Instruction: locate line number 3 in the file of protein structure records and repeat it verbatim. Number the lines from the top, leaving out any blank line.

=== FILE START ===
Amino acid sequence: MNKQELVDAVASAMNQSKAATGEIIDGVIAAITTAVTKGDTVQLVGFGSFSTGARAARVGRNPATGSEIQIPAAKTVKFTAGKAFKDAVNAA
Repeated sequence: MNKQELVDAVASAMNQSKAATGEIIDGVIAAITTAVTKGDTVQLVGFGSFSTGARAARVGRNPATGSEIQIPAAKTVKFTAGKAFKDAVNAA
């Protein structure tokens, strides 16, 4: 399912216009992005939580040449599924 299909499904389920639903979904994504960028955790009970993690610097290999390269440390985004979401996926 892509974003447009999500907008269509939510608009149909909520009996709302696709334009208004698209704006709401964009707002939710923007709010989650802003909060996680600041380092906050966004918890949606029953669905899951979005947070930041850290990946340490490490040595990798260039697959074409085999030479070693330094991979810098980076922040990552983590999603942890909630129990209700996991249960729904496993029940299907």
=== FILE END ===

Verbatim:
């Protein structure tokens, strides 16, 4: 399912216009992005939580040449599924 299909499904389920639903979904994504960028955790009970993690610097290999390269440390985004979401996926 892509974003447009999500907008269509939510608009149909909520009996709302696709334009208004698209704006709401964009707002939710923007709010989650802003909060996680600041380092906050966004918890949606029953669905899951979005947070930041850290990946340490490490040595990798260039697959074409085999030479070693330094991979810098980076922040990552983590999603942890909630129990209700996991249960729904496993029940299907």